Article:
XCOM: Enemy Unknown Preview
Where better to learn about the reboot of XCOM: Enemy Unknown than the Royal Observatory in Greenwich? Home of the seventh largest refracting telescope on Earth, it would be the ideal place for spotting a real alien invasion but, under clear skies on a pitch black night in the middle of Greenwich Park, the only thing emerging from the void was a very modern reboot of one of gaming’s classic franchises.
Inside the huge domed ceiling of the planetarium, deep in leather chairs, the assembled journalists are treated to a show in the observatory’s planetarium. It is like worshipping in an atheist cathedral, science and star maps projected onto the vast brass ceiling that hangs over the room, preaching that their are eighty-eight constellations that fill the night sky and that there are more stars in the universe than there have been heartbeats in all of human history. It is a surprisingly spiritual moment, shocking the room and putting into context the fleeting nature of human existence. However, it is only the second biggest revelation of the night; the gasp of awe is audible when it is announced that the original XCOM: Enemy Unknown is coming up to twenty years old. Which, in gaming terms, puts its age onto the stellar timescale. It is Firaxis, home of the legendary Sid Meier and Civilization, who have decided that it is time to reboot XCOM: Enemy Unknown for the current generation. Sectoids and Mutons are making a return, and a new generation of gamers are going to get a chance to cut their teeth on some near-future, turn-based strategy.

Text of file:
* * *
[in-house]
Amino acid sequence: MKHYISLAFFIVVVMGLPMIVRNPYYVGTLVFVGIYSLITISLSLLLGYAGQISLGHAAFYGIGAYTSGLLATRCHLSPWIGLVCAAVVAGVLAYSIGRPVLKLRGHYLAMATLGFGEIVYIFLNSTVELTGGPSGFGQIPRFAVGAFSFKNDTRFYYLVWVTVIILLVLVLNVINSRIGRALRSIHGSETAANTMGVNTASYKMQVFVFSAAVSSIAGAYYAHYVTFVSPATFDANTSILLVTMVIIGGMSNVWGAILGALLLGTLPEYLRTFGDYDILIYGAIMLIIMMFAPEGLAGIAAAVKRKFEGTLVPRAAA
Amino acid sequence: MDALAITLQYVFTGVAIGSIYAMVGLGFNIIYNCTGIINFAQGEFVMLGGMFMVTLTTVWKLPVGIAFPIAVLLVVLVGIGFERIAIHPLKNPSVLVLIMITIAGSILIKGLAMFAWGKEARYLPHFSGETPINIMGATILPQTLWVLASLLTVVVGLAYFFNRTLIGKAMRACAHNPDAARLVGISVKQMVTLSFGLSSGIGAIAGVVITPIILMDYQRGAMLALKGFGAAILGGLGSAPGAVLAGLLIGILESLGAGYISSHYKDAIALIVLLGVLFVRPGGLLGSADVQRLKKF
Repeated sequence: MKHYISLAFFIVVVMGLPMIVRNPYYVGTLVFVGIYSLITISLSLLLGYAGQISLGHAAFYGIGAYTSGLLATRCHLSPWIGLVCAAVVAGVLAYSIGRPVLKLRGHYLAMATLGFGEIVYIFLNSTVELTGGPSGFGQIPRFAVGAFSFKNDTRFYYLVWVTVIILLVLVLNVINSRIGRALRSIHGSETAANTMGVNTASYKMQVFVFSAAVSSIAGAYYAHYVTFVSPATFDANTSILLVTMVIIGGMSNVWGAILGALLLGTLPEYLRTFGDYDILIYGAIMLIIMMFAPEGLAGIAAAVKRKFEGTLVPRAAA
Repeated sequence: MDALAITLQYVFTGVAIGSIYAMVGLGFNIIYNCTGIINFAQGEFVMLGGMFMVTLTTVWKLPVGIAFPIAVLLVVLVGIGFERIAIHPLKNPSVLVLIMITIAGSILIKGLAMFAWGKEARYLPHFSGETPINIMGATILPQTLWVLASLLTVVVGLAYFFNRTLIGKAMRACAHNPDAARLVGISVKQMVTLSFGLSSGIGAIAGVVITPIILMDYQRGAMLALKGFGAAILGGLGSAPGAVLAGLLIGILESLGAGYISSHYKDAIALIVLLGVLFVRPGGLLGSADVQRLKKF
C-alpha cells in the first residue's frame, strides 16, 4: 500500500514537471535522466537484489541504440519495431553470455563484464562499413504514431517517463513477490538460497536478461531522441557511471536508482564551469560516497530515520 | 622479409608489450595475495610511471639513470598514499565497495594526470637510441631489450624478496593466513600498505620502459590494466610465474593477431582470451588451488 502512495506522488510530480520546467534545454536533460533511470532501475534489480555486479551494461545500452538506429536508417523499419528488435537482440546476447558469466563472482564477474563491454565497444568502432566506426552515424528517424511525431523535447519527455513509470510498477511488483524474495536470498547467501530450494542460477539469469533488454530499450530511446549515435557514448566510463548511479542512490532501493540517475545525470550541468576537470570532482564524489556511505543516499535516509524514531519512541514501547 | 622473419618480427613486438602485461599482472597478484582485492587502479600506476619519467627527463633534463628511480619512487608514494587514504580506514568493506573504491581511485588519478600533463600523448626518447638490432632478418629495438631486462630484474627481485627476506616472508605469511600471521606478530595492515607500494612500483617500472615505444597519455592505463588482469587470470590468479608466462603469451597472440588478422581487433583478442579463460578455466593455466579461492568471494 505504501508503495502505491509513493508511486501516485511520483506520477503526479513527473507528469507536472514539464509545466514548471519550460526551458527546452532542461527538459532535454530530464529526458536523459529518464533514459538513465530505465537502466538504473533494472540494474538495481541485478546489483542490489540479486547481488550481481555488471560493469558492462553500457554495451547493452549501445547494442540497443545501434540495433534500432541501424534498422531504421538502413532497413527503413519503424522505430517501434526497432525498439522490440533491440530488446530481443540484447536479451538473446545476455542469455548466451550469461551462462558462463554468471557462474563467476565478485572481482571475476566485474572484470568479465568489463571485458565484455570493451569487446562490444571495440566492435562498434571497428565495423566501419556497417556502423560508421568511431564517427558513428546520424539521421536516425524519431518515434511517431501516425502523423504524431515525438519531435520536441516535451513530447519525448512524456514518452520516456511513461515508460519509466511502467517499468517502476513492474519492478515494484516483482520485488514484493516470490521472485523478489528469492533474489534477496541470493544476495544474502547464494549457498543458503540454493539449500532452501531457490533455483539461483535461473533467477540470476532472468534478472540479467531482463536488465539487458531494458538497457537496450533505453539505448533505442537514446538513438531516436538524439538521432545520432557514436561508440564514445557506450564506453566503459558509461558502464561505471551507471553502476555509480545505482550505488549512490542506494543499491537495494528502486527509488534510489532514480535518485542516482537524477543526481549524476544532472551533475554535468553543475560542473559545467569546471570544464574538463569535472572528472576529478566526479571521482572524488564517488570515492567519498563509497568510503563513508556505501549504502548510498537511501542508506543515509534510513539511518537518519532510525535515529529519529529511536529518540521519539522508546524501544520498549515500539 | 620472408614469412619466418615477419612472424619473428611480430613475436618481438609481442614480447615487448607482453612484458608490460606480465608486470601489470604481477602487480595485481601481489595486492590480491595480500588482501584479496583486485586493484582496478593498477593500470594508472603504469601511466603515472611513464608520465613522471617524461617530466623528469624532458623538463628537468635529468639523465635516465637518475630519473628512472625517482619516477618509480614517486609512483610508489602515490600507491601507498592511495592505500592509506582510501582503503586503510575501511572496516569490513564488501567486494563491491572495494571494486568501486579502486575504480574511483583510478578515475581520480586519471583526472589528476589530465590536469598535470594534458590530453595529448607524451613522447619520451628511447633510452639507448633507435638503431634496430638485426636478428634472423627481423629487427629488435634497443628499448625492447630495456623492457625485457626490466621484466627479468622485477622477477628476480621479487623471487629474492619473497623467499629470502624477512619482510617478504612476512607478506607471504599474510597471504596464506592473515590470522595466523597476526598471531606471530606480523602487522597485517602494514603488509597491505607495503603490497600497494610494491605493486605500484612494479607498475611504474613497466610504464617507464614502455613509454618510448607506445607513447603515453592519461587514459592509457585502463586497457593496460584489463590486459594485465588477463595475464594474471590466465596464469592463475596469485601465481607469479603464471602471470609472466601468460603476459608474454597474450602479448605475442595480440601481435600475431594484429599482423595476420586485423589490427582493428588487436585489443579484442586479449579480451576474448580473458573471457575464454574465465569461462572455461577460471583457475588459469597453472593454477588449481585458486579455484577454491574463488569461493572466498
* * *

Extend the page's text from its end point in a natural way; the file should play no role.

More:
This might be obvious to some, but it is important to say that this turn-based game is not a design u-turn on the guns-out, balls-out, XCOM origin story shooter being developed by 2K Marin, previewed at E3 2011. That game is still in development and will tell a revised origin story of the extraterrestrial combat team that becomes the XCOM of the modern day. The XCOM on display in Greenwich is a turn based strategy game that will be instantly familiar to the fans of the original PC, PlayStation, and Amiga game. Players will control a squad of four soldiers, all of whom have different skills (which can be honed over the lifespan of the game), and move them around a series of maps, searching out aliens and other objectives with the overall mission of saving earth from extra terrestrial domination.